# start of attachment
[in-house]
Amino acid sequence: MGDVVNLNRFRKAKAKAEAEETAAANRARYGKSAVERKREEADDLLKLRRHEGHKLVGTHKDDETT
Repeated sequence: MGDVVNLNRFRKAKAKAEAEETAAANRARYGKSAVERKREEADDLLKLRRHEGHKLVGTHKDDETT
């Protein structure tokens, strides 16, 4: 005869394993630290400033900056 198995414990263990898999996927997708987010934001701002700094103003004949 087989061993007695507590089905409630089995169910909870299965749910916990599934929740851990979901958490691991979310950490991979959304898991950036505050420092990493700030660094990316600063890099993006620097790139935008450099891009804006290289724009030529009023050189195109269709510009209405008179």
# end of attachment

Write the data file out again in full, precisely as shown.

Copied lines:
[in-house]
Amino acid sequence: MGDVVNLNRFRKAKAKAEAEETAAANRARYGKSAVERKREEADDLLKLRRHEGHKLVGTHKDDETT
Repeated sequence: MGDVVNLNRFRKAKAKAEAEETAAANRARYGKSAVERKREEADDLLKLRRHEGHKLVGTHKDDETT
């Protein structure tokens, strides 16, 4: 005869394993630290400033900056 198995414990263990898999996927997708987010934001701002700094103003004949 087989061993007695507590089905409630089995169910909870299965749910916990599934929740851990979901958490691991979310950490991979959304898991950036505050420092990493700030660094990316600063890099993006620097790139935008450099891009804006290289724009030529009023050189195109269709510009209405008179």